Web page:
use of other methods. That'll be interesting where does take into


account the point that we don't necessarily, the cultural capital


which is quite elusive. The confidence, the language that is


used, that helps private schools students to get through doors. Maybe


that is the way forward, if it can be used to identify talent without


necessarily using that. Let's look at the Telegraph.


Cameron's climb-down on the benefits. It is buried about two


fifths of the way down in the story. David Cameron is having a dinner


this week on Thursday where he is probably going to say, I know I'm


not going to get my limit of four years on people coming from other


parts of the EU, that they have to wait four years to claim benefits.


But on the other hand in here, they are saying they are going to park it


and hope we get it further down the line. Quite confused... The story is


not very well written in that respect. You would have expected the


Telegraph to have written it more sharply. Essentially, over dinner,


he's going to say, you are not inclined to support me in the four


year barrier to getting benefits, therefore I am willing to give way


on that and... Not a lot of choice! Probably, if you think about it


after the meal, we could come back. That might take a long time. But


essentially, he is giving way. And what is interesting if having given


away on that, it comes back on him. How does he justify it if he says


you should vote to stay in the EU. That'll be interesting. I think this


is a nonstory. This was such an unlikely demand because it is linked


to a larger issue of free movement of people. It is the absolute


fundamental basis of the EU. So, then to say that we are not pushing


it because we didn't think it was likely but we might come back to it,


it feels as if we are trying to make it sound as if we are having a great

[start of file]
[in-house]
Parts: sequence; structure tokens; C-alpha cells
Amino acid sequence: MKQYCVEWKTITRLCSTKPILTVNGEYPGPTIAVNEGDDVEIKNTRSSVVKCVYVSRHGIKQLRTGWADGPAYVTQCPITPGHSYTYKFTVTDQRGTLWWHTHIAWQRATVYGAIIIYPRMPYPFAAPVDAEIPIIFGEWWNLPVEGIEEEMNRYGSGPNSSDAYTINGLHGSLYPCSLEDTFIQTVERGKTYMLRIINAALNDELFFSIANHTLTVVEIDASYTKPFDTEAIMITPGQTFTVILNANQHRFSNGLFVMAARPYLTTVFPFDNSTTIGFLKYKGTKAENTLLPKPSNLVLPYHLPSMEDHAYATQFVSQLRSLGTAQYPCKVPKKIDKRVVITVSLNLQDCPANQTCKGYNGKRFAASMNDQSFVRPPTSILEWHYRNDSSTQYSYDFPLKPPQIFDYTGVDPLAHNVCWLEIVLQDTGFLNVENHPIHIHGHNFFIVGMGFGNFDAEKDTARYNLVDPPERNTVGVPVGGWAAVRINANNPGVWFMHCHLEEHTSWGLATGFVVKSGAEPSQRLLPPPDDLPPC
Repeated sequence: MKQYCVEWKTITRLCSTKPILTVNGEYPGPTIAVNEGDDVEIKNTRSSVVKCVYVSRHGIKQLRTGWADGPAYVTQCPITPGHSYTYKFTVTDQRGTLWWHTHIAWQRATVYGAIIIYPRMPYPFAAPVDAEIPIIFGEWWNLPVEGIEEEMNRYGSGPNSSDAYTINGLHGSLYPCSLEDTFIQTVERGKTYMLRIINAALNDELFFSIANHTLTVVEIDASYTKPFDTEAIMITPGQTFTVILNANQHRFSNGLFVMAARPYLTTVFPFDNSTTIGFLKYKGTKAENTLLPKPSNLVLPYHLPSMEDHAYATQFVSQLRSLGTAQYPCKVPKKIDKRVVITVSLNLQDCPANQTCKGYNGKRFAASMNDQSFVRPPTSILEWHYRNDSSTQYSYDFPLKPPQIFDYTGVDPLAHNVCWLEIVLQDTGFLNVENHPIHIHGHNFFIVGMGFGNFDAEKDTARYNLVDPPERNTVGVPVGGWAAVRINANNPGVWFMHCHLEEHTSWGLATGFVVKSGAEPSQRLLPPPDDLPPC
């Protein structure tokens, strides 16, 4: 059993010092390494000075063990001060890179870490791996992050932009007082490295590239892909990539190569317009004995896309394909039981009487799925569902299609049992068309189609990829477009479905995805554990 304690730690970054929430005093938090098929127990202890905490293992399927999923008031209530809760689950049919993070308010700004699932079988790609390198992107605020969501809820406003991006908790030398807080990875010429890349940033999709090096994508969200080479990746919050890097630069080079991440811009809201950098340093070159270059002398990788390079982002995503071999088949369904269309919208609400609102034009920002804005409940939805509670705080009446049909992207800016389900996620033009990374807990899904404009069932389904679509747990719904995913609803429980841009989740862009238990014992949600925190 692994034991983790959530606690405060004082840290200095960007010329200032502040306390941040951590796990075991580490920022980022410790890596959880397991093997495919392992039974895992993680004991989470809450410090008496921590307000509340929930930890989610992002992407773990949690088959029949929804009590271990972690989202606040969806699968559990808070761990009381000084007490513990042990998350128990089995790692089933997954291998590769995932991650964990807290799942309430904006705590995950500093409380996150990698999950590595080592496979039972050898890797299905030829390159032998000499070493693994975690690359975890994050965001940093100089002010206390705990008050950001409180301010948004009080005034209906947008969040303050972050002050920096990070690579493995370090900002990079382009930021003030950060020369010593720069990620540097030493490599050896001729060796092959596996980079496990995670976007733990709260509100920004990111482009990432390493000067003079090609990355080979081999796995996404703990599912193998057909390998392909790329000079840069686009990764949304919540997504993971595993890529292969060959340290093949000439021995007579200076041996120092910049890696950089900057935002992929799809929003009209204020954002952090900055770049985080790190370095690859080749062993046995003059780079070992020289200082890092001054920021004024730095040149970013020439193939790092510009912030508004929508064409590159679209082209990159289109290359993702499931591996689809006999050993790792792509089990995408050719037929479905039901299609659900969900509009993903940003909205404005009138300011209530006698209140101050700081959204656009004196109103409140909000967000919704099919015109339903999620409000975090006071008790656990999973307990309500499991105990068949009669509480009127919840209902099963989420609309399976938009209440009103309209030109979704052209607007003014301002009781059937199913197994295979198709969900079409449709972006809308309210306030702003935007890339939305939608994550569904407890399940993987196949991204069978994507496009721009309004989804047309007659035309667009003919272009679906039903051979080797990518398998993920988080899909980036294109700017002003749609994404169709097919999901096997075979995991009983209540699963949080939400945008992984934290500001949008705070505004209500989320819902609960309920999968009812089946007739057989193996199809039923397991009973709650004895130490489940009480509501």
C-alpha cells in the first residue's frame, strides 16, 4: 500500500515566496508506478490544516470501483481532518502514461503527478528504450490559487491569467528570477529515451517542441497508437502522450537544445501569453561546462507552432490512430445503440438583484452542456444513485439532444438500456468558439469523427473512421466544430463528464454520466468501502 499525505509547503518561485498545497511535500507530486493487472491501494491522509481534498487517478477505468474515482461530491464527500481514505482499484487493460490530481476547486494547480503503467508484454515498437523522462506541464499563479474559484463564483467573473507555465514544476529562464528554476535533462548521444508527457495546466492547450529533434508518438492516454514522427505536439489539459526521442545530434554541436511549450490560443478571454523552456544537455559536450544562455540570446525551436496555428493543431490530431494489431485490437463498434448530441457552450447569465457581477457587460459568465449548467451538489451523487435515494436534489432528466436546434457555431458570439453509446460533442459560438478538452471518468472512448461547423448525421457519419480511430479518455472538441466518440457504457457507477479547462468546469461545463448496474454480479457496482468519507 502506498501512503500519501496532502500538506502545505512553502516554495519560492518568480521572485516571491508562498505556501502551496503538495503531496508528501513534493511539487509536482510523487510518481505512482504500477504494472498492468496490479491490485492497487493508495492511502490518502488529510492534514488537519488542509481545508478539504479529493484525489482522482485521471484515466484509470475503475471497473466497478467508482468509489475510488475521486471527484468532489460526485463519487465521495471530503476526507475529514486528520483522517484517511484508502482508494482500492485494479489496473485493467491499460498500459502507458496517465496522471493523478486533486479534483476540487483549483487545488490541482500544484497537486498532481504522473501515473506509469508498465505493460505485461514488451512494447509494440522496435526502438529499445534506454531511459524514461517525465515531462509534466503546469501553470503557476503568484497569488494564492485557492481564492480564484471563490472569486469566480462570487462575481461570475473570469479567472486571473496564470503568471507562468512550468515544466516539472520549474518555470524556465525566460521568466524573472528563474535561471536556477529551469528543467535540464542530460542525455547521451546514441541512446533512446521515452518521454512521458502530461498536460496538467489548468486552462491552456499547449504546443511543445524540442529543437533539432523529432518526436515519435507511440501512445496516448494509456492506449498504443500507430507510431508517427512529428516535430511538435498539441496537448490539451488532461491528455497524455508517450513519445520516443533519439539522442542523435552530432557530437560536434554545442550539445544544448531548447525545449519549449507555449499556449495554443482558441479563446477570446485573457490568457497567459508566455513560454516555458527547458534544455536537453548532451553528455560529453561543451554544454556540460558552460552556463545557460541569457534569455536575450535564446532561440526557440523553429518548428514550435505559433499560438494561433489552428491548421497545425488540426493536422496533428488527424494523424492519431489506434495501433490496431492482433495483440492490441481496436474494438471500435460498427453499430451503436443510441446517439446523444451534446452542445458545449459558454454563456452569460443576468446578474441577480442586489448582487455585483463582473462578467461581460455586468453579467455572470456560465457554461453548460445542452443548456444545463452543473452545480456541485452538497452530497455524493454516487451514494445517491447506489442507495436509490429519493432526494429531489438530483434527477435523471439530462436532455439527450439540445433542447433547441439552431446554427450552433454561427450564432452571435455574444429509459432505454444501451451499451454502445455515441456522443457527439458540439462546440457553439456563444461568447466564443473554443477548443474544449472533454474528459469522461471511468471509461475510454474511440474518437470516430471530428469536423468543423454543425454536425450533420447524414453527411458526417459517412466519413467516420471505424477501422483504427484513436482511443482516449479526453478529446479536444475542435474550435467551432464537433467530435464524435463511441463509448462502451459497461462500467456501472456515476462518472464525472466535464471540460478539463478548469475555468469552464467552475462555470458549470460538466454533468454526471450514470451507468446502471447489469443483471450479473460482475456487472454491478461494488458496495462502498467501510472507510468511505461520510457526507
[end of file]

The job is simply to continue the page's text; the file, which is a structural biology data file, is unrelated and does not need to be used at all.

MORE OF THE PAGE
U-turn, but it would only be a U-turn if there was a lack -- if


there was a likelihood. Isn't he playing two games, telling them he


is willing to put it on one side and telling the British audience that he


hasn't given up. Don't worry, I'm still there fighting for you. He is


playing a double game. Shall we look at another story on


Jeremy Corbyn. Another 100,000 new members to oust Jeremy Corbyn.


Critics who are going to try to flood the party with members who


would vote out Jeremy Corbyn at some point. They have also admitted that


it will not happen until 2017. The good thing about the story is that


they are at least not mentioning the moderates. Until quite far into it


which I find quite a strange use of the term "Moderate". But I would


love to know where they are going to find these people and whether they


will be quite as involved in ousting Jeremy Corbyn. It seems there is an


internal conflict and on a popular ground... And watchable sees Labour


Party member standing at street corners of saying a don't you join


the member ship -- membership. Free membership! I've sadly offended I am


not be offered free never ship. But you might get the pen -- free


membership. But you might be a potential leader.


Can I push you in this direction. Roadworks banished, exclusive. This


is the political editor who was one of our paper reviewers. She is


reporting this as a victory for our crusade. They have been mounting


one, apparently, to stop roadworks in the run-up to Christmas. Do you


know about those? I had to come through roadworks to come here! So I


don't know, has it been managed in London or other parts? Typical


express, this is obviously the story we have all been waiting for! Of the